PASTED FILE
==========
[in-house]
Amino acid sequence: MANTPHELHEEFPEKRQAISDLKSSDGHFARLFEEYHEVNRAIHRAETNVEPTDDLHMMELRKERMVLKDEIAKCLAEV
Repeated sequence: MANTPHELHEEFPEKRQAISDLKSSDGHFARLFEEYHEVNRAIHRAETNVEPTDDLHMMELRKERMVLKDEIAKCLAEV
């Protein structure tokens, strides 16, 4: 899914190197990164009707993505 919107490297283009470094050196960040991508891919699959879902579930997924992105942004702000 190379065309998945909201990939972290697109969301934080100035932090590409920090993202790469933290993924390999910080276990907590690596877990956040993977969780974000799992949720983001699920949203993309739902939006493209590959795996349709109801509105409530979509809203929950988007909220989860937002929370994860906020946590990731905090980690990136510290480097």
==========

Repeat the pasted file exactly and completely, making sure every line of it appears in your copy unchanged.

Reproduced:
[in-house]
Amino acid sequence: MANTPHELHEEFPEKRQAISDLKSSDGHFARLFEEYHEVNRAIHRAETNVEPTDDLHMMELRKERMVLKDEIAKCLAEV
Repeated sequence: MANTPHELHEEFPEKRQAISDLKSSDGHFARLFEEYHEVNRAIHRAETNVEPTDDLHMMELRKERMVLKDEIAKCLAEV
């Protein structure tokens, strides 16, 4: 899914190197990164009707993505 919107490297283009470094050196960040991508891919699959879902579930997924992105942004702000 190379065309998945909201990939972290697109969301934080100035932090590409920090993202790469933290993924390999910080276990907590690596877990956040993977969780974000799992949720983001699920949203993309739902939006493209590959795996349709109801509105409530979509809203929950988007909220989860937002929370994860906020946590990731905090980690990136510290480097």